There were, arguably, mitigating factors. For one, midfielder Darragh Dolan, who was the driving force behind their Connacht final and All-Ireland semi-final victories, had a torrid afternoon with injury – he had to be treated on the sidelines twice – and this had an adverse impact on both him and the team.

In addition, aside from pursuing an All-Ireland colleges’ dream, the majority – if not all – of the St. Brigid’s players have been caught up with club minor or U-21 championship action, if not both, over the past fortnight.

As a matter of fact, a number of players were lining out in their fifth championship game in two weeks and the effects of this became apparent in the closing stages when the Galway students were simply out on their feet and were unable to respond in any fashion.

Still, you can’t help but feel they really should have won this. By half-time, they led 0-10 to 0-2 and they extended this advantage early in the second period when full-forward Brian Molloy and midfielder Eanna Burke clipped over two neat points. It looked as if normal service had resumed and nobody could argue otherwise.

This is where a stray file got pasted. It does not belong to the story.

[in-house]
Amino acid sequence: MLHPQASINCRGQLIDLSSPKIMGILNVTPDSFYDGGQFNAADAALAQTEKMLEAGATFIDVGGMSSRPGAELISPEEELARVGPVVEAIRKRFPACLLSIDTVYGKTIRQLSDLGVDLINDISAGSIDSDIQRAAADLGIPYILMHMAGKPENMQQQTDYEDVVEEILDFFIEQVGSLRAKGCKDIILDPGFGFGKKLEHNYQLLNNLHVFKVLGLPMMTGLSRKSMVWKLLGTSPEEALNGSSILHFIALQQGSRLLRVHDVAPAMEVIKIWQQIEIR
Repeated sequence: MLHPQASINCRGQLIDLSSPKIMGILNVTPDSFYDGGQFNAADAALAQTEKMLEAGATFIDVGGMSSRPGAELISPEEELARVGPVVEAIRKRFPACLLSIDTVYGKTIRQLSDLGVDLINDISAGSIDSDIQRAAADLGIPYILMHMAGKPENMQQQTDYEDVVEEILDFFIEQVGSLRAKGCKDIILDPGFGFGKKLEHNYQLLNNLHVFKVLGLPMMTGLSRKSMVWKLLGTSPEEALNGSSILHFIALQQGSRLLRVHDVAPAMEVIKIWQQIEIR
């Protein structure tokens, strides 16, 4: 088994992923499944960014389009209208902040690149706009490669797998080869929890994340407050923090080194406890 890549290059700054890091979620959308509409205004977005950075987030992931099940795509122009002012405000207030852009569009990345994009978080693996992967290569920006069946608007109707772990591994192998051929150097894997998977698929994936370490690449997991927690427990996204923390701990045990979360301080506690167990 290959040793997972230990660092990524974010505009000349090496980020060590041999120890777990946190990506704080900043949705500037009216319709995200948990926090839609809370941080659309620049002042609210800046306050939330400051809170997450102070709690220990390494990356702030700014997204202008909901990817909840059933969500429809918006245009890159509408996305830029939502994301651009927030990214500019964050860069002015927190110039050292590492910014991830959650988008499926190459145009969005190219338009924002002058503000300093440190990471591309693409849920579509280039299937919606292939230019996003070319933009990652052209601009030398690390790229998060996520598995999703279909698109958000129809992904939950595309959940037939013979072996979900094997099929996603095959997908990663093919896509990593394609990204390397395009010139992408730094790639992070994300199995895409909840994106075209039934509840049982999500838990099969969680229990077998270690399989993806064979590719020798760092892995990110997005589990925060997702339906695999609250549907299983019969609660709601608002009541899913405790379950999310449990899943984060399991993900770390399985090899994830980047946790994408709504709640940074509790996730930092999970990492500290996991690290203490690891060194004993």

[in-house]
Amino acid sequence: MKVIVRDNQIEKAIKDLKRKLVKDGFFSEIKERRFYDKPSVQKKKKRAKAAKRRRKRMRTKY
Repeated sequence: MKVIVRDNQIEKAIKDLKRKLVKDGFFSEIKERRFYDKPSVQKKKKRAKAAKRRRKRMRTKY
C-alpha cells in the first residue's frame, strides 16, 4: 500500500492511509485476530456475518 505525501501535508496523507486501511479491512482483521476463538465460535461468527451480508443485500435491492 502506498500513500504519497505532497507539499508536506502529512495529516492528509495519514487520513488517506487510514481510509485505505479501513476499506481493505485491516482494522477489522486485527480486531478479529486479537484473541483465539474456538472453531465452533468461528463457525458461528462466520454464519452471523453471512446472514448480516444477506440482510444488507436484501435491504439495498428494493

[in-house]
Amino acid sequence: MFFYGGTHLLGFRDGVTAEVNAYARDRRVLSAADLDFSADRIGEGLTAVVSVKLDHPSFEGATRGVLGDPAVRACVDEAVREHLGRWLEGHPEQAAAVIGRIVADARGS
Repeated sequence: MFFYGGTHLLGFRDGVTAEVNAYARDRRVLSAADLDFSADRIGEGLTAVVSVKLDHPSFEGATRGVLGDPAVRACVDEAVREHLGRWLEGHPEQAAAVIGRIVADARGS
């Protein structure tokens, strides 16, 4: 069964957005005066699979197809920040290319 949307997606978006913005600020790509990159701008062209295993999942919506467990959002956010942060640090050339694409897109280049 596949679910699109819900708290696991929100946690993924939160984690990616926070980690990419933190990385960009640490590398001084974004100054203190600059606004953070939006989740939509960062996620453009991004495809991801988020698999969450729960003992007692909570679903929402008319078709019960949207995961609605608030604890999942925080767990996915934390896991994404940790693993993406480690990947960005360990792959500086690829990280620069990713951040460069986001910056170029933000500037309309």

For St. Brigid’s fluency in the opening 34 minutes was a joy to behold. Indeed, after just 24 seconds, Jamie Ryan had split the posts and over the ensuing quarter Daniel Nevin (2), Molloy (play and free), Jarlath Mannion – a serious injury concern in the run-in to this game – and Ryan again all added to their side’s tally to leave them seven points to no score ahead after just 15 minutes.

For more, read this week’s Connacht Tribune.

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Turning tragedy into positive response over mental health



Date Published: 12-Apr-2013

 By Julianne Clarke

A retired teacher who lost her daughter in tragic circumstances almost a decade ago has channelled her energies ever since into promoting positive mental health.

Violet Gavin admits there was two ways she could go after losing her daughter, Annemarie, at the age of 29 around Christmas 2004.

“I could either get under the covers and not get up – become a couch potato, watch television all day long – which I would not do; so I decided to do something else,” she says.